|BACKGROUND ON DISASTER READINESS|
Recognizing that all disasters are local, below is some background information that you may find useful in talking with your community. Please feel free to tailor this information to meet your specific situation.
- All hospitals have plans in place to deal with disasters, whether man-made or natural. Hospitals use a general "all-hazards" plan to provide a framework that can be tailored to meet the specific demands of an incident. In addition, hospitals generally conduct two drills a year -- one focusing on an internal disaster such as a complete power failure, and another focused on an external event, such as a plane crash, oil refinery fire, nuclear plant accident, major highway accident, hurricane, etc., depending upon the local likelihood.
- As we saw in New York, New Jersey, Connecticut, Washington D.C., and Northern Virginia last week, the plans worked well. They worked because of the incredible dedication, compassion and skill of the health care teams involved.
- The range of incidents that a hospital may face, unfortunately, expanded last week. In response, the nation's hospitals are reviewing their disaster plans with a renewed focus on terrorist attacks.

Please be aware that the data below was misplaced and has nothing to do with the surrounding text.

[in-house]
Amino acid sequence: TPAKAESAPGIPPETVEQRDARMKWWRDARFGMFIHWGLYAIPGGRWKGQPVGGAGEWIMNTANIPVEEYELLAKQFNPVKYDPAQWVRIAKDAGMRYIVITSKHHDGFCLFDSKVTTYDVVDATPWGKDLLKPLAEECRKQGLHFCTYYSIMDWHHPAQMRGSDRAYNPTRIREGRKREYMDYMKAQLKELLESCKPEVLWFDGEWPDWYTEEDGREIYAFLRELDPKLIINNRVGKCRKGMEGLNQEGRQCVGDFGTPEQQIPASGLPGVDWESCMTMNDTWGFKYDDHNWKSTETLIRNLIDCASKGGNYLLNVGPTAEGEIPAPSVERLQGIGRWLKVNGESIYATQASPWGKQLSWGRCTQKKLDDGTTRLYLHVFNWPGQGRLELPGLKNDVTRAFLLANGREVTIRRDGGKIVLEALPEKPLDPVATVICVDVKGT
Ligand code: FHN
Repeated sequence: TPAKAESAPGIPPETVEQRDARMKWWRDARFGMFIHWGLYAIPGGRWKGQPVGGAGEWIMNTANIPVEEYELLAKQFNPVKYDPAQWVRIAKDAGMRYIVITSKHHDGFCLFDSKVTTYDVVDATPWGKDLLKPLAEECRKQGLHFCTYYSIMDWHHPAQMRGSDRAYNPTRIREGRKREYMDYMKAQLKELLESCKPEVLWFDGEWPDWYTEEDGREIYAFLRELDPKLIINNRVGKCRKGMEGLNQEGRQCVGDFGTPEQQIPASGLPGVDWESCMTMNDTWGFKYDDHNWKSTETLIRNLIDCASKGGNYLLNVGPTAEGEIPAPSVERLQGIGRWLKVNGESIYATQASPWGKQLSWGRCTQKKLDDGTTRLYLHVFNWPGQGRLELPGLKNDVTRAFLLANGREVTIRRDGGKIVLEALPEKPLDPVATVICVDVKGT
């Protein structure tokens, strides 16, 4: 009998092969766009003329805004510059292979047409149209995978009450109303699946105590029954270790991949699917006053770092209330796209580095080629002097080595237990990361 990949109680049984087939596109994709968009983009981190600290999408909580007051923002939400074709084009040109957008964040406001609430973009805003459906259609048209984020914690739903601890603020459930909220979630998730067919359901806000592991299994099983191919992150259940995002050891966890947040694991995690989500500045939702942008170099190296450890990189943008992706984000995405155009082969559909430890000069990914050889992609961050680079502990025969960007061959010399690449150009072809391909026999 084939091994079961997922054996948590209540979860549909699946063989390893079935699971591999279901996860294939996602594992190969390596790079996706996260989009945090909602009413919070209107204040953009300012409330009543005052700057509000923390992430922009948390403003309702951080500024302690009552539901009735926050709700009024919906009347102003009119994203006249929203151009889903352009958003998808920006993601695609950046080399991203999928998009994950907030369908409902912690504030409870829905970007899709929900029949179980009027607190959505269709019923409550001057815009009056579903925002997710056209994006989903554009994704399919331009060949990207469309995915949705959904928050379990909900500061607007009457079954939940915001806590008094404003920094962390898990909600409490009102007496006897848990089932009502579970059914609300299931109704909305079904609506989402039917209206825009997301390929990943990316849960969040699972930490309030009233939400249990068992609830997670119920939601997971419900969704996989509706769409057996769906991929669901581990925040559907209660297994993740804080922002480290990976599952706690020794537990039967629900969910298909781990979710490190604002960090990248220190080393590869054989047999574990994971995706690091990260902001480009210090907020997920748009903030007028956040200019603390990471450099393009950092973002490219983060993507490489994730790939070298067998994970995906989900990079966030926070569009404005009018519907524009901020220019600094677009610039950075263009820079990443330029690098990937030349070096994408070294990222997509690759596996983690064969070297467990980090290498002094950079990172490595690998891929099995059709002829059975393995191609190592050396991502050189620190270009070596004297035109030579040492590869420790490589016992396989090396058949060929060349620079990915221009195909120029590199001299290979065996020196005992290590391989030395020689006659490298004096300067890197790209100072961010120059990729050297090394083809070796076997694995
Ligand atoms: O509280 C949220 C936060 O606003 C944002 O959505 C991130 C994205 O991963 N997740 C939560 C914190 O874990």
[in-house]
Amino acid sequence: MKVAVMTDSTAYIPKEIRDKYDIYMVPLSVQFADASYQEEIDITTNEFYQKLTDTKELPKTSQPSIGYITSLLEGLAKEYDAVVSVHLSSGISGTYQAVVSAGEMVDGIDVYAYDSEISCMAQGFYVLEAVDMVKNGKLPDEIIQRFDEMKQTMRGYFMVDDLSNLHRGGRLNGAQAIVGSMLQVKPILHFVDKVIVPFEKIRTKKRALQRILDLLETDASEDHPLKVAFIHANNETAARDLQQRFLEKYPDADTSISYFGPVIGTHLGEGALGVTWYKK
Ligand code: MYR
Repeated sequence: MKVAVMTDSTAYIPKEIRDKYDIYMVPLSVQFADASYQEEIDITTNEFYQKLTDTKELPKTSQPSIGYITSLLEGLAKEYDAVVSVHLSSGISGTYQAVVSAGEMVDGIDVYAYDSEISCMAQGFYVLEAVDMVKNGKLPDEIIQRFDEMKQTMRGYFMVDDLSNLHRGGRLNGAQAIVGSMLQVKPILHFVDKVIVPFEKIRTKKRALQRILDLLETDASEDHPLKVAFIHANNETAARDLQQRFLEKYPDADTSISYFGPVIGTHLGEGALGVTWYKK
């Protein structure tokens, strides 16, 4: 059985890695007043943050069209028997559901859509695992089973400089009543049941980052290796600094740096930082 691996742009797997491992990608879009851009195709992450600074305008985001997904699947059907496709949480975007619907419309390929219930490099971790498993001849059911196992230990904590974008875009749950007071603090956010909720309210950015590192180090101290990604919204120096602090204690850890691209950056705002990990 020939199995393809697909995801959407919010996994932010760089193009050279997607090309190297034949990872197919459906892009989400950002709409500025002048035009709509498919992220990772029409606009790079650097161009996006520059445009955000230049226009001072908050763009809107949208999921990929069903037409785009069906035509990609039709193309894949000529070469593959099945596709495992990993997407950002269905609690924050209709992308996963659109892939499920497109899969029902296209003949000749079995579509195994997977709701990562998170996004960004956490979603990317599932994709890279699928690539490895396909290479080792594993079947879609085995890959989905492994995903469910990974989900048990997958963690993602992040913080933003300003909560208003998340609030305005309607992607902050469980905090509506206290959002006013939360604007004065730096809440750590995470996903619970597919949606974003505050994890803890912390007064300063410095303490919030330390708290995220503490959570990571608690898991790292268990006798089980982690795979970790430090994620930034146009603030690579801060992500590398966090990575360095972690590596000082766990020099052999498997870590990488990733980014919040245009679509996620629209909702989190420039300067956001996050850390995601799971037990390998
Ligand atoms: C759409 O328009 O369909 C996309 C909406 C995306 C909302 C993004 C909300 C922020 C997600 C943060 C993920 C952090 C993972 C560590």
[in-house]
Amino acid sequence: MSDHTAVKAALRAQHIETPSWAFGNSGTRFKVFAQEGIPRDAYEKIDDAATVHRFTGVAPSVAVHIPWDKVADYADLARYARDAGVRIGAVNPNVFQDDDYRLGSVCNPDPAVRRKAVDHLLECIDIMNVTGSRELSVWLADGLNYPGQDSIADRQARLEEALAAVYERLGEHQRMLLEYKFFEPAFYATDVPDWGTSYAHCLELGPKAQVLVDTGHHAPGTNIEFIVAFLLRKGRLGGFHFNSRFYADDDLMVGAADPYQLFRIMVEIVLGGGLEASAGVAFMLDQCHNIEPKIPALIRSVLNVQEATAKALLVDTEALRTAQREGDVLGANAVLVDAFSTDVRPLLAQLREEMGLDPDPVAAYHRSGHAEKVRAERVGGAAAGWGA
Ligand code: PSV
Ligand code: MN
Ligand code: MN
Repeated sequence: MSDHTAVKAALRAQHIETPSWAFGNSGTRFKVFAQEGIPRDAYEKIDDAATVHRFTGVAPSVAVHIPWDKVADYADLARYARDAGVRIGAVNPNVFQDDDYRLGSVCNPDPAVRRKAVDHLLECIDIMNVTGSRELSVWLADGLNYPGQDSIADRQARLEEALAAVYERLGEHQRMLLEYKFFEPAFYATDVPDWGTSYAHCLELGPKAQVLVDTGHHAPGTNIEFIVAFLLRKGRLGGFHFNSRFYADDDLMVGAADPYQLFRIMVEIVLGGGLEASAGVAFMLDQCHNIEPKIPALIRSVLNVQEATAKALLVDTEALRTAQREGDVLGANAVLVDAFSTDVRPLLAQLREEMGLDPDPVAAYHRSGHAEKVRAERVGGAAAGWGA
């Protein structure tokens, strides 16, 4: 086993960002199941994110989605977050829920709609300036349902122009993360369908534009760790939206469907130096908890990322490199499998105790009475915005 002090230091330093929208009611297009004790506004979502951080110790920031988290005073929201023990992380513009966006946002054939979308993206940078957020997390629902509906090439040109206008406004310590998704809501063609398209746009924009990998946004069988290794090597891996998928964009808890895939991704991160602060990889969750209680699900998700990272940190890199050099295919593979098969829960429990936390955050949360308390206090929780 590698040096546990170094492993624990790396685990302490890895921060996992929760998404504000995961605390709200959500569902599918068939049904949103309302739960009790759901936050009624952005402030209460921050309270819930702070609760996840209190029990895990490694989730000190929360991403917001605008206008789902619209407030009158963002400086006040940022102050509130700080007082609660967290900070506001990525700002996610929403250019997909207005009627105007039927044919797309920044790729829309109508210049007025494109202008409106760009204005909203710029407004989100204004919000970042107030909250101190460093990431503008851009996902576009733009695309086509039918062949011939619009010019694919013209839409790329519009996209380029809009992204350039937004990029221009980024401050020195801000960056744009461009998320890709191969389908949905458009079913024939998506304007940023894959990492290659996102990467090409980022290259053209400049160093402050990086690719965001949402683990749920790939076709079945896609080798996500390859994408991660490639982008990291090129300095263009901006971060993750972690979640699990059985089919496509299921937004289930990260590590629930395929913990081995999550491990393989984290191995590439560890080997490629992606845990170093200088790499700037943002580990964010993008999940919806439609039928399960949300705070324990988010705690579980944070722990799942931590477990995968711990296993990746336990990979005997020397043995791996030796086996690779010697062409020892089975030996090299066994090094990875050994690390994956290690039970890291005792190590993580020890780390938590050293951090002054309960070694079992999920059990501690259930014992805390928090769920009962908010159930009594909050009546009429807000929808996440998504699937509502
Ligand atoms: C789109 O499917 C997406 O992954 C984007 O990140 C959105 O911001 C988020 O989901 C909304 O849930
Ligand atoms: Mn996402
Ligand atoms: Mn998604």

- It's important to note that that there will be significant learning from last week's events. Disaster managers use the term "after action analysis" to describe the kind of activities that will be conducted to study (in retrospect) what happened, what worked and what did not.
- The AHA will work with our members to learn and share the lessons from this experience. However, this will be a delayed activity because those involved in the incidents need time to recover and heal before being asked to review it and share their insights. The AHA is placing a heightened priority on, and more staff resources into, its ongoing effort to address hospitals' preparedness for mass casualties. Below is a listing of Web sites that provide good information on disaster readiness.
www.aha.org -- Visit the special "Disaster Readiness Resources" section
www.oep-ndms.dhhs.gov -- the National Disaster Medical System of the U.S. Department of Health and Human Services
www.fema.gov -- Federal Emergency Management Agency
www.cdc.gov -- Centers for Disease Control and Prevention
www.hopkins-biodefense.org -- Johns Hopkins University Center for Civilian Biodefense Studies
There are a variety of local and state resources that may be useful as well. Please check your state's health department or emergency services or preparedness Web site, or your state, regional and metropolitan hospital association Web sites. If you have questions, please call the AHA at 800-424-4301.